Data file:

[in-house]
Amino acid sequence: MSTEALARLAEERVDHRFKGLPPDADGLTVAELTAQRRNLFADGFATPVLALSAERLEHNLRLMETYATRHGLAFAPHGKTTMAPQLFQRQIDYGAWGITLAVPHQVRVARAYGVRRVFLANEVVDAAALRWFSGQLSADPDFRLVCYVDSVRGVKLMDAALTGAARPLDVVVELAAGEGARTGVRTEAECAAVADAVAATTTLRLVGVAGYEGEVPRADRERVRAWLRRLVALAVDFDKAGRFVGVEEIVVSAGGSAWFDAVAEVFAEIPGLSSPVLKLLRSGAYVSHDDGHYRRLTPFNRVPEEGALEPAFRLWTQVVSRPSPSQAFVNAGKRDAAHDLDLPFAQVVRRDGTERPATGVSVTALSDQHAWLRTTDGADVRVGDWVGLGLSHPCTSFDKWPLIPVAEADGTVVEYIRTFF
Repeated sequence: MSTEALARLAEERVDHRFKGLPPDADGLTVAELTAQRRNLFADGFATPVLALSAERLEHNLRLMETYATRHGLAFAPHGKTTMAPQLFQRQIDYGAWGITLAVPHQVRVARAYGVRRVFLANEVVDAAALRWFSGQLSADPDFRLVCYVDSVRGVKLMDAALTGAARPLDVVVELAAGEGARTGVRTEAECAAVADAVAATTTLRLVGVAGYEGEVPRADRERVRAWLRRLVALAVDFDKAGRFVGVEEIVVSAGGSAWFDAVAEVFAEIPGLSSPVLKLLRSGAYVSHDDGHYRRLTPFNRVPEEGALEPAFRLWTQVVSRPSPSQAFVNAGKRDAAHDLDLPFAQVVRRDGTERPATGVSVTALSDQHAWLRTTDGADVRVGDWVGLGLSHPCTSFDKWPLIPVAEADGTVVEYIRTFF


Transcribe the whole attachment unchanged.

[in-house]
Amino acid sequence: MSTEALARLAEERVDHRFKGLPPDADGLTVAELTAQRRNLFADGFATPVLALSAERLEHNLRLMETYATRHGLAFAPHGKTTMAPQLFQRQIDYGAWGITLAVPHQVRVARAYGVRRVFLANEVVDAAALRWFSGQLSADPDFRLVCYVDSVRGVKLMDAALTGAARPLDVVVELAAGEGARTGVRTEAECAAVADAVAATTTLRLVGVAGYEGEVPRADRERVRAWLRRLVALAVDFDKAGRFVGVEEIVVSAGGSAWFDAVAEVFAEIPGLSSPVLKLLRSGAYVSHDDGHYRRLTPFNRVPEEGALEPAFRLWTQVVSRPSPSQAFVNAGKRDAAHDLDLPFAQVVRRDGTERPATGVSVTALSDQHAWLRTTDGADVRVGDWVGLGLSHPCTSFDKWPLIPVAEADGTVVEYIRTFF
Repeated sequence: MSTEALARLAEERVDHRFKGLPPDADGLTVAELTAQRRNLFADGFATPVLALSAERLEHNLRLMETYATRHGLAFAPHGKTTMAPQLFQRQIDYGAWGITLAVPHQVRVARAYGVRRVFLANEVVDAAALRWFSGQLSADPDFRLVCYVDSVRGVKLMDAALTGAARPLDVVVELAAGEGARTGVRTEAECAAVADAVAATTTLRLVGVAGYEGEVPRADRERVRAWLRRLVALAVDFDKAGRFVGVEEIVVSAGGSAWFDAVAEVFAEIPGLSSPVLKLLRSGAYVSHDDGHYRRLTPFNRVPEEGALEPAFRLWTQVVSRPSPSQAFVNAGKRDAAHDLDLPFAQVVRRDGTERPATGVSVTALSDQHAWLRTTDGADVRVGDWVGLGLSHPCTSFDKWPLIPVAEADGTVVEYIRTFF